A recent DOL Interpretation will probably entitle more workers to benefits and overtime compensation as employees. David Weil, the Administrator of the Wage and Hour Division of the U.S. Department of Labor (DOL) issued an Interpretation last week regarding the proper analysis to be used in determining whether a worker is an independent contractor or an employee. See Administrator’s Interpretation 2015-1:The Application of the Fair Labor Standards Act’s “Suffer or Permit” Standard in the Identification of Employees Who Are Misclassified as Independent Contractors. Continue reading “The Department of Labor Narrows The Independent Contractor Exemption Classification”
On July 1, the Fourth Circuit Court of Appeals ruled in the case of Pryor v. United Air Lines, Inc., that a jury will be allowed to decide whether or not United Airlines should be held liable for failing to investigate an anonymous, racially-oriented note left in an employee’s company mailbox.
The Plaintiff, Ms. Pryor, an African-American, was employed as a flight attendant with United. She found a note in her company mailbox with a drawing of a noose and language encouraging the hunting and killing of African Americans. Ms. Pryor took the note as a threat and immediately reported it to her supervisor. Despite the threatening nature of the note, the supervisor did not investigate the matter. Rather, he passed the note up-stream to his supervisor, who also failed to investigate the matter. Continue reading “Court Rules That Employer May Be Liable For Actions Of An Anonymous Harasser”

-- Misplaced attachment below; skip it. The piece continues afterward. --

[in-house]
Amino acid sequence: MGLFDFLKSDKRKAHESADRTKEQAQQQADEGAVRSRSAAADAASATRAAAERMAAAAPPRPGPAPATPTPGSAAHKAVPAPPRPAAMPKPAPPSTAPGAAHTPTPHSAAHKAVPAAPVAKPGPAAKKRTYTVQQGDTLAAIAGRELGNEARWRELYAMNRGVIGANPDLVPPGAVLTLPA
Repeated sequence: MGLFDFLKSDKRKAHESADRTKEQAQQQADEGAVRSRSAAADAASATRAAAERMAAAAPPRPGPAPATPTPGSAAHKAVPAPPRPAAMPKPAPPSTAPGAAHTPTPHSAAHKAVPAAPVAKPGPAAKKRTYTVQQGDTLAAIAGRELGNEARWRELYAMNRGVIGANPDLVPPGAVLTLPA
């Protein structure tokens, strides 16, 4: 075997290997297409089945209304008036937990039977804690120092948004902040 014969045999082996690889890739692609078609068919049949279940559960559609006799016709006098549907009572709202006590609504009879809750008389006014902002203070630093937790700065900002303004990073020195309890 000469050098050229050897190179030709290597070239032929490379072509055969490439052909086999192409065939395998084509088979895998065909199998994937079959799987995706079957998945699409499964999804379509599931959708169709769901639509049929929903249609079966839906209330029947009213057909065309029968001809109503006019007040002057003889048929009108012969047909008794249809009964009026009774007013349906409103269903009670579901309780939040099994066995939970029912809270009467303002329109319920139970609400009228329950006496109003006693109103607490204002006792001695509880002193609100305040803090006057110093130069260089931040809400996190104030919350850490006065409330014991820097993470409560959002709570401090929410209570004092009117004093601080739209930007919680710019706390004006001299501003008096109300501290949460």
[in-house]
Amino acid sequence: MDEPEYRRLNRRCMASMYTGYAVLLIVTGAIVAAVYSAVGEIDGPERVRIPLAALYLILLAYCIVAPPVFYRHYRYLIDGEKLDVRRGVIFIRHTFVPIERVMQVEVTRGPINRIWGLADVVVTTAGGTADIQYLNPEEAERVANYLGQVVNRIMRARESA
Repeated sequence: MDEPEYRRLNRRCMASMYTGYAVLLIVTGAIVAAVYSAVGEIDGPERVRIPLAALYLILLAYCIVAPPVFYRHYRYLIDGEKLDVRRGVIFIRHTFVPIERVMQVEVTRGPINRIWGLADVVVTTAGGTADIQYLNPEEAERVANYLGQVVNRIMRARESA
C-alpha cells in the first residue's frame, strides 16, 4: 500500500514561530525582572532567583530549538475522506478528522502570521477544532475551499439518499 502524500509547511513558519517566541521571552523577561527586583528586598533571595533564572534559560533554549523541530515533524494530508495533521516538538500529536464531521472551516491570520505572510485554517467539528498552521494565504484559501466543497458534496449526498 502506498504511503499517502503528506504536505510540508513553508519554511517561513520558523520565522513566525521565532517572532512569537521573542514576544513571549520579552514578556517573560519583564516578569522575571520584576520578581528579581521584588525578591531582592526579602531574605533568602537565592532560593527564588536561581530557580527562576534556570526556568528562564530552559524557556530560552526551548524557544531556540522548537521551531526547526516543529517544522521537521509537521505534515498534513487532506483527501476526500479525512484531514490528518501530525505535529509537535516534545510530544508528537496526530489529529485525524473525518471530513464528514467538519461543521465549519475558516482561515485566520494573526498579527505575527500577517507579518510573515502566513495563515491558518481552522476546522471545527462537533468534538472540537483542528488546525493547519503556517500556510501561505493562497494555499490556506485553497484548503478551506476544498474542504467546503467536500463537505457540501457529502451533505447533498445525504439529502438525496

This Guidance issued June 25, which can be found at http://www.eeoc.gov/laws/guidance/pregnancy_guidance.cfm
revises the Guidance previously issued by the EEOC in 2014 on this subject and sets out a framework for determining how far employers must go to accommodate a pregnant employee.
The Guidance is tailored to track the Supreme Court’s ruling in Young v. United Parcel Serv., Inc. in which the Court held that, although a policy of providing light duty only to certain workers was facially neutral, it could still violate the Pregnancy Discrimination Act when the employer failed to provide the same accommodations to pregnant workers as to other similarly situated employees. Continue reading “EEOC Issues Revised Enforcement Guidance on Pregnancy Discrimination and Related Issues”